Thankz! :-)

    Sopy

  91. Beakerj wrote:

    I am also one who generally runs screaming when the word ‘Christian’ is a prefix to any kind of art…I seriously fail to see why the hallmark of Christian art isn’t honesty & creativity, rather than banality & cheese.

    When are we going to be the ones STARTING and SETTING the trend instead of coming out with a bowdlerized/sanitized Christian(TM) knockoff of it around the time the original jumps the shark?

    In two Christian genre writers’ lists, I have always been a very vocal proponent of Going Mainstream whenever possible.

  92. Natalie wrote:

    Have any of you heard about movieguide.org? If you want a shock, a laugh, or to have one more thing to be irritated by, then by all means take a visit on over there. All you District 9 fans…it is given an “Extreme Caution” rating. http://www.movieguide.org/reviews/movie/district-9.html

    Oh, yeah. Ted Bear(sp?) and Movieguide. AKA the Christianese Sin-Sniffer’s Movie Reviews for Church Ladies, with every sniffed-out sin (real or imaginary) cataloged and counted. I remember it from when I was listening to Christian(TM) AM radio in the early Eighties.

  93. Beakerj wrote:

    I seriously fail to see why the hallmark of Christian art isn’t honesty & creativity, rather than banality & cheese.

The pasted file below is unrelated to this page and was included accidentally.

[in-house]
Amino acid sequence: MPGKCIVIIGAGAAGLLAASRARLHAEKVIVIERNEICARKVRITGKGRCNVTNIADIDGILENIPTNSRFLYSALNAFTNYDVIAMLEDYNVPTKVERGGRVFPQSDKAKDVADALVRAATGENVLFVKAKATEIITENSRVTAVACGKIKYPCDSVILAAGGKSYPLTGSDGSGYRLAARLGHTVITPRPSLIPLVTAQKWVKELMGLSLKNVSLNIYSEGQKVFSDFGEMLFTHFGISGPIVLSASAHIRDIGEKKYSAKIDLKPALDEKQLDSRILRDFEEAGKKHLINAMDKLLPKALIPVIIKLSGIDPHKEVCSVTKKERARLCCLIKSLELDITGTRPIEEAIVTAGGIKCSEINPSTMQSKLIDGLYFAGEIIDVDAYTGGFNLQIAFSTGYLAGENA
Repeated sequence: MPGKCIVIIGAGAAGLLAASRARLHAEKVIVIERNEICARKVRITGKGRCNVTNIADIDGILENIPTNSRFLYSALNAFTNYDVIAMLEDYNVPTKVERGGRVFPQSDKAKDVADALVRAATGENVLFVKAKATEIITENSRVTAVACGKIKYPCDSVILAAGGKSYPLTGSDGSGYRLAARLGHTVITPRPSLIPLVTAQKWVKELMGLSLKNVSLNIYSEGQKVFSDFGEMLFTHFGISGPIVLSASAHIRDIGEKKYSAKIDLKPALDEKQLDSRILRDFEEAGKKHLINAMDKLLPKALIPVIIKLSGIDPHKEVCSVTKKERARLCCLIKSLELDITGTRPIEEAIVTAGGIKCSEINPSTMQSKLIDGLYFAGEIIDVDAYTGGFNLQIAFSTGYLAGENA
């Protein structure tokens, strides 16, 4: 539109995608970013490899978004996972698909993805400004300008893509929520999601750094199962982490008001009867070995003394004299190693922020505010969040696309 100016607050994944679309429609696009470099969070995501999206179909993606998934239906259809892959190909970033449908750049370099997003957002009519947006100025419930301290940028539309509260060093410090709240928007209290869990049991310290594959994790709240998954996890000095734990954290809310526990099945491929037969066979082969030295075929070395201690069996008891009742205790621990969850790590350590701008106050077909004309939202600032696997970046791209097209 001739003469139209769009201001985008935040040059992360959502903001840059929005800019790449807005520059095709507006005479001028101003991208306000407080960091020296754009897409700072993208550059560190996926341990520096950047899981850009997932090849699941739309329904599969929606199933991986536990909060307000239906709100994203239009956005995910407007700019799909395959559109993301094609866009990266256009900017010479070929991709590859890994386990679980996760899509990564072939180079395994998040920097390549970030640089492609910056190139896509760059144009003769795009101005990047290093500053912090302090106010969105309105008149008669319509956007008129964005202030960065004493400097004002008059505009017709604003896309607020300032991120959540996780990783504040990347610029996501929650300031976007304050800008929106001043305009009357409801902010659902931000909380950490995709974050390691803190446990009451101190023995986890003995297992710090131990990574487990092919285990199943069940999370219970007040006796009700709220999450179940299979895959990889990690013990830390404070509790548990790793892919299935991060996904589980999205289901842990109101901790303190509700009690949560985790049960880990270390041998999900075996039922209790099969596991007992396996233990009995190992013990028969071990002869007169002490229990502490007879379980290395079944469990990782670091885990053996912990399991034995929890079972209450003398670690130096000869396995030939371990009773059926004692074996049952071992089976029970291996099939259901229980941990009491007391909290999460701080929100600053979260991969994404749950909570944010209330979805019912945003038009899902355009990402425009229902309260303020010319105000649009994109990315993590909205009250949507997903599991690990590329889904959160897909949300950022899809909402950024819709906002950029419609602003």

Because to engage honestly means acknowledging life as it really is outside our “Christian” subculture, and it’s hard to do that without getting dirty (metaphorically).

    You see Jesus engaging directly with those regarded as the scum of the earth by the Pharisees, and he got attacked for it. The church (by and large) has preferred to be the priest and the Levite walking by and pointing out how damaged and wounded the culture lying in the roadside is, but avoiding engaging… because that means getting dirty and involved.

  94. Rafiki wrote:

    elastigirl wrote:
    i’ll tell you what christian movies are: velveeta cheese.
    I think that’s being a little unfair to Velveeta cheese, don’t you?

    I was thinking that too. I like Velveeta.

  95. Chris C. wrote:

    A Thief in the Night (the Left Behind series’ skeevy, pornstache-sporting uncle) and If Footman Tire You What Will Horses Do? (the godless commies gone take over Amurica if we don’t git right and stop wearin mini-skirts to church — and, btw, here’s what they’re gonna do in graphic, R-rated detail if we don’t).